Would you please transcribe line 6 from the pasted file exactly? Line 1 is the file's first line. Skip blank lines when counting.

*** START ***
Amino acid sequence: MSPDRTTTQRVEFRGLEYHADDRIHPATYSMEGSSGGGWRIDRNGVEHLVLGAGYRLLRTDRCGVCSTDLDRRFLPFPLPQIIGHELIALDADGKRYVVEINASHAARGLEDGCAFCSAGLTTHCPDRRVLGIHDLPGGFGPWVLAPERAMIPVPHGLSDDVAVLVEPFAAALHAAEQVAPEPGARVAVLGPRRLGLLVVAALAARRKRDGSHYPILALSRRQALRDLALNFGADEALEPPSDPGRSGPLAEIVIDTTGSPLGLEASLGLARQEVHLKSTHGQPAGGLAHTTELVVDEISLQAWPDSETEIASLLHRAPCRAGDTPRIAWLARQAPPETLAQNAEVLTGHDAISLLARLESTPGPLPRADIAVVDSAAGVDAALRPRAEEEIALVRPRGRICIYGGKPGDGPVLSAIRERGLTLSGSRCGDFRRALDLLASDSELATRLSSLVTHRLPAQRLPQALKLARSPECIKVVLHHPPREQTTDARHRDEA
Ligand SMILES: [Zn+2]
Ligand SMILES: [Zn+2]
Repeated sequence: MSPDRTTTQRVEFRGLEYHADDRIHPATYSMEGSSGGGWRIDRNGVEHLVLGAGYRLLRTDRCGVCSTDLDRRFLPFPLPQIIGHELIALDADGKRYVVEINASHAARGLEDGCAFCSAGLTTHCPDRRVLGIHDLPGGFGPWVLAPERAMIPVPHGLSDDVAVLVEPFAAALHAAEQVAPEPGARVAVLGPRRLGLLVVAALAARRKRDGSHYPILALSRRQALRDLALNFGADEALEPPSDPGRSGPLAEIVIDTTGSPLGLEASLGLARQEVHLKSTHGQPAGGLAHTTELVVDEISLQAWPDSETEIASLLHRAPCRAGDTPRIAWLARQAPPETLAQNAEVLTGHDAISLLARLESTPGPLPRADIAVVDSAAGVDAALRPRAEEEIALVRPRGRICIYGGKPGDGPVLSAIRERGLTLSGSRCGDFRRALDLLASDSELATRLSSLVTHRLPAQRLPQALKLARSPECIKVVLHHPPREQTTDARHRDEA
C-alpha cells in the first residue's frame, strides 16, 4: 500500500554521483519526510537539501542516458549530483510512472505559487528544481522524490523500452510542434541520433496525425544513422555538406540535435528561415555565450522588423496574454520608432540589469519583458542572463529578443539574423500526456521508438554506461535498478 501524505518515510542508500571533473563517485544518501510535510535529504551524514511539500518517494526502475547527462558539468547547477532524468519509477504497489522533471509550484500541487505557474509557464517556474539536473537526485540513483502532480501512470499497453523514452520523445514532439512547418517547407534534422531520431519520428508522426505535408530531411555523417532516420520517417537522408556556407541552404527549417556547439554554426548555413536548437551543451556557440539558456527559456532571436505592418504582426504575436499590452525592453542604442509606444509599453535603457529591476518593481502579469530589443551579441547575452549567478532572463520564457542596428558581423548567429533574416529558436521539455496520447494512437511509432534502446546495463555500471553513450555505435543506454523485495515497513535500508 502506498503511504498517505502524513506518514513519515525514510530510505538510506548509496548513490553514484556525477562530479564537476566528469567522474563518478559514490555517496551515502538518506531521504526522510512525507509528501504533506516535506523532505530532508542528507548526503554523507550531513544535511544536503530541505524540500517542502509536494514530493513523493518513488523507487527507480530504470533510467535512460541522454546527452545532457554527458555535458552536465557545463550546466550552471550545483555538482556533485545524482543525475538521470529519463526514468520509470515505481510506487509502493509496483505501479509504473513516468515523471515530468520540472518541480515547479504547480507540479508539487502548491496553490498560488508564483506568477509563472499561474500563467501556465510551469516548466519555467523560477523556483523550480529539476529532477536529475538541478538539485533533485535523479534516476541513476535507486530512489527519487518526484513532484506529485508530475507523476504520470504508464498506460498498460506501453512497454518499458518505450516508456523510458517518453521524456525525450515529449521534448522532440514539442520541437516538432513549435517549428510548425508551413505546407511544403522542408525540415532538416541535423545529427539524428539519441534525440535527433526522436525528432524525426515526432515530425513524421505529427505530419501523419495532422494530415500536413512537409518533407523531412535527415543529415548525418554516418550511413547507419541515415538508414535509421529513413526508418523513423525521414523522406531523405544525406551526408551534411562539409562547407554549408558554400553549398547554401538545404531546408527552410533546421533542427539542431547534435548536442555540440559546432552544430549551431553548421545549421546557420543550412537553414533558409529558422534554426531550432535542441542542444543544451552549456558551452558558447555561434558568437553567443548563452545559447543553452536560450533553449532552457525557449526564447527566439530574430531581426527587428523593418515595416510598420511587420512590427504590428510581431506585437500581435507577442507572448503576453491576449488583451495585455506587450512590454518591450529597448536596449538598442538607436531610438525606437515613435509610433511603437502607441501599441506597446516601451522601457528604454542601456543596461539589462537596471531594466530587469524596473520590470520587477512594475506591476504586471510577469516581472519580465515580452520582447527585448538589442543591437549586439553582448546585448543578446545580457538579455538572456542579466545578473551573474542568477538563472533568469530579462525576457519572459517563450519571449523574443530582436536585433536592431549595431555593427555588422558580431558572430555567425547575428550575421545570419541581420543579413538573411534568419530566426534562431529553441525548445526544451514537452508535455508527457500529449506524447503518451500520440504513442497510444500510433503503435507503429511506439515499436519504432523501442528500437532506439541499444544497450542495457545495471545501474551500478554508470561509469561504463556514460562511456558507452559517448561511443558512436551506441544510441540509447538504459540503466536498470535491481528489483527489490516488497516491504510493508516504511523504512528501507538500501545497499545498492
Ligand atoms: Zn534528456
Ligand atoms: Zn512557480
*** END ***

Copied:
Ligand atoms: Zn534528456